It becomes clear that tools and workflows of our daily work can enhance cognition. However, the majority of them are designed to increase productivity, which is not always the same thing.
This post was inspired by the article The Internet as Cognitive Enhancement where authors look into reasons why the internet fails to enhance cognition. Authors argue, citing a large body of work, that the potential for cognitive enhancement is there. However, they point out that information overload, misinformation, and distraction by design are preventing from exploiting this potential. As a remedy, they propose increasing:
- technology literacy (understanding how systems interact)
- information literacy (ability to spot misinformation)
- collaborative filtering (wisdom of crowds)
- AI companions (interactive advising on threats and dangers)
More of what?
There’s a set of analytical tools (from programming languages to things like spreadsheets) that increases our cognition by allowing us to make sense of large sets of data. Let’s call this category more of “understanding.”
However, a majority of notetaking tools are aiming to make taking notes and retrieving information effortless. It doesn’t mean they are helping in a better understanding of the knowledge stored in the records. If you compare Evernote with RoamResearch (or The Brain), it becomes clear that storing a train of thought in the Evernote is at least unintuitive. That’s why Evernote and the likes are more of “stored.”
Similarly, digital photography had evolved in the direction where it is way easier to rescue not-so-great photos to make them acceptable than to learn how to make better photos overall. Capturing a story in an impactful way is still hard, and modern technology gets less in the way. However, it doesn’t help in the core of the creative process. Let’s call Photoshop and other tools in this area more of “produced.”
Are there tools that we could assign to categories like more of “insight”? More of “accurate risk assessment”? More of “timely information retrieval”? Most likely, yes. But again, I observe that there are very few of them, while the majority of the IT technology aims at more of “productivity” than more of “cognitive enhancement”.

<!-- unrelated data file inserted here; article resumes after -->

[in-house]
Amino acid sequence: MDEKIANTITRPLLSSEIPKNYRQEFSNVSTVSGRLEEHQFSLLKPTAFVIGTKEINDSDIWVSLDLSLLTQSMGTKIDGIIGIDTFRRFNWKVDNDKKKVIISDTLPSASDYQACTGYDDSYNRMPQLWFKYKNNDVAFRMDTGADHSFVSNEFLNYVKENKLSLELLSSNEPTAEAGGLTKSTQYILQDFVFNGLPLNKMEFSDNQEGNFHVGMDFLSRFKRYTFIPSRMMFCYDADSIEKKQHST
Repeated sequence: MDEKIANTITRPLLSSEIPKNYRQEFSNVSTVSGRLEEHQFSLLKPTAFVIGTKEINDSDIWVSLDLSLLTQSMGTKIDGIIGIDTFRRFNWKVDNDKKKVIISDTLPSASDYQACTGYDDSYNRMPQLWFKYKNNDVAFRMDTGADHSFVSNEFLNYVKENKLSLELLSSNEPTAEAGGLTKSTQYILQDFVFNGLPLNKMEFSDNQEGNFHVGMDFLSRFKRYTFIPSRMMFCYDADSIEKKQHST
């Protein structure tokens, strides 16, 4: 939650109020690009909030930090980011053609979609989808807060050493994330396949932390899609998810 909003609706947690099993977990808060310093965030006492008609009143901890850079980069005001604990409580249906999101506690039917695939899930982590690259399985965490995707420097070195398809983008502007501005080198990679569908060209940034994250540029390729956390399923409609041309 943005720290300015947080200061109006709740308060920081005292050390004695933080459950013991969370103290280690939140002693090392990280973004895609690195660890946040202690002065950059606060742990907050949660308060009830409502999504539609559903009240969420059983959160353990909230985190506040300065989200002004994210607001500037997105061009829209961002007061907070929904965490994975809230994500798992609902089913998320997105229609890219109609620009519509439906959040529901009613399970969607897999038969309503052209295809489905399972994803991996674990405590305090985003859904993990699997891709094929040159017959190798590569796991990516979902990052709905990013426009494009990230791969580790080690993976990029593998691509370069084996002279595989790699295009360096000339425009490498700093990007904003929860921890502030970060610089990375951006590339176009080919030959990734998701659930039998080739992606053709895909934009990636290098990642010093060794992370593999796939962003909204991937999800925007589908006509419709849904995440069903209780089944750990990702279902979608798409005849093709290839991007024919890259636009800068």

The unexplored area of intelligence amplification via technology
I don’t expect a boom in this unexplored area of tools for general cognitive enhancement anytime soon. Incentives are off. Also, even for industries where cognitive performance is directly rewarded, we see lots of structural problems on top of misaligned incentives. For example, we are waiting already for three decades for reasonably wide adoption of clinical decision support systems (recently reemerged as medical AIs, but mostly without improved accuracy).
We face a gigantic misuse of technology. And I’m not referring to complaints of early internet adopters that we turned the greatest achievement of XX century science into a tool for sending pictures of cats. I think about an extreme misunderstanding of the technology by its creators, cheerleaders, and supporters. We are enhancing our work and our leisure time (in both cases, somehow off-target) under the assumption that we want to stay the same in the process.
Our species-level intelligence drifts randomly.